Gardening in July
I am writing this month’s article on the darkest day of the year. The winter solstice has always been a significant marker in ancient cultures. In the southern hemisphere we have lost some of the significance since all festivals surrounding it – Christmas, Yalda, Yune, Sol Invictus – are not celebrated at this time of year. Mid-winter’s night meant the last of the feasts – the months of winter famine and scarcity were lying ahead. Most animals were sold or slaughtered so as not to feed them through winter. Supplies were down with mostly stored root crops and grains to carry families through the months to come. At least they had the new season’s wine to comfort them.
The “turning of the sun” can either force you into a winter hibernation or wake you up with new enthusiasm for the season to come. Whatever your make-up there is some gardening to do – whether on the couch or in the garden. If you’re the hibernation type I suggest you get to your local library. This is an often-forgotten resource, but I am amazed at the wealth of knowledge available to us for free. The gardening section in most libraries are well stocked and you can find plenty of stimulation for your season of armchair gardening. I suggest not only books on pruning and cultivation techniques, but also some journals and biographies of famous gardeners. Nothing to inspire you like the stories of legends like Christopher Lloyd, Piet Oudolf, Vita Sackwell-West, Edith Wharton and Laurence Johnston.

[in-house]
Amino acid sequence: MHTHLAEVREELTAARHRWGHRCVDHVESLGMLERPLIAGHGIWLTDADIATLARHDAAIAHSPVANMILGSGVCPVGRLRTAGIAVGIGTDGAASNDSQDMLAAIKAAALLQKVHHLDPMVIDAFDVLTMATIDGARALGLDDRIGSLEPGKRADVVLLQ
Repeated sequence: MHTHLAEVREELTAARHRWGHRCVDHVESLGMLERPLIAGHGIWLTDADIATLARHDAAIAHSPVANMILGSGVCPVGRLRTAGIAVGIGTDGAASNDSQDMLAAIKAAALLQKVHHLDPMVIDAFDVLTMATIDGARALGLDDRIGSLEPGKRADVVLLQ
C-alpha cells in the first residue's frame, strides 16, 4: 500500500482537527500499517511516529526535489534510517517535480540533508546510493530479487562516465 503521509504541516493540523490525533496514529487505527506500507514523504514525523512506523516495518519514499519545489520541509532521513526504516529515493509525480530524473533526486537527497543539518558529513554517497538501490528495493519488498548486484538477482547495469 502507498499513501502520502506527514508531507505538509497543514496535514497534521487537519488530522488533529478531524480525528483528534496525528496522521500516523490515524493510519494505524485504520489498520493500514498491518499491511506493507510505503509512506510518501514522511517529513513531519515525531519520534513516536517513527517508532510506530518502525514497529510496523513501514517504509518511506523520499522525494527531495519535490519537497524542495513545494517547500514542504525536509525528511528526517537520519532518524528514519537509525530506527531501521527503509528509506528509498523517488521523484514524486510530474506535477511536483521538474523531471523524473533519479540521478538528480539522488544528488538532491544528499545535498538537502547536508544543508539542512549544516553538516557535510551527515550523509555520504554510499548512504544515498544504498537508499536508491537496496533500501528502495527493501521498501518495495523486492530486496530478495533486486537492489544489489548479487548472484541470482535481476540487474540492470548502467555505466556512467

If you’re like me the lengthening of the days inspire and energise. I love being outdoors in the winter – in the mountains if weather permits and in the garden. Believe it or not – there are still enough to do out there. July is a major pruning month for the food gardener. Most deciduous fruit trees must be pruned by the end of the month. If this task still seems daunting professional help is available, but why not make this the year you do it yourself. Courses are available for the social types, and the internet and gardening manuals can teach you most of what you need to know. Plants are mostly forgiving, and this year’s mistakes can be rectified next year. The last of the autumn flowering shrubs must also be pruned now. Leave the big oak trees to the professionals – this is the ideal month to do it if you can get an appointment. We will prune our roses next month.
Mid-winter is a fantastic time to work on your soil health. I will never recommend digging over water logged soils, but mulching with fallen leaves, compost, manure, grass clippings or any organic material you can find will leave you with beautifully enriched soil by spring time. Winter is the only time that I recommend using material that is not fully composted. Even raw manure will break down quickly in the soil. Remember, feeding the soil means feeding the microbes. And soil microbes are more active now than in the dry summer months. Soil health means human health and one of the best ways to bring that health to your garden and home is through making your own compost. We collect all perishable material like spent food, vegetable peelings, coffee grounds and tea bags in a bin. Bokashi bran helps with the initial break down process and keeps smells at bay. I am still a big believer of old fashioned piles with alternating layers of green material, brown material, animal manure as well as a thin layer of clayey soil. All this get built up to about 1.5 meters and covered with cut grass or straw. Turning will speed up the process, but if you’re patient you will have proper compost in about 6 months anyway. Compost made in your own garden has no rivals – by using resident materials you brew up an enriched blend of minerals and nutrients seeded with locally adapted microbes and soil organisms. For most of us this will unfortunately still require the outside input of animal manure; even more reason to at least consider the benefits of keeping a few chickens.
Happy gardening – whether on the couch or in the mud.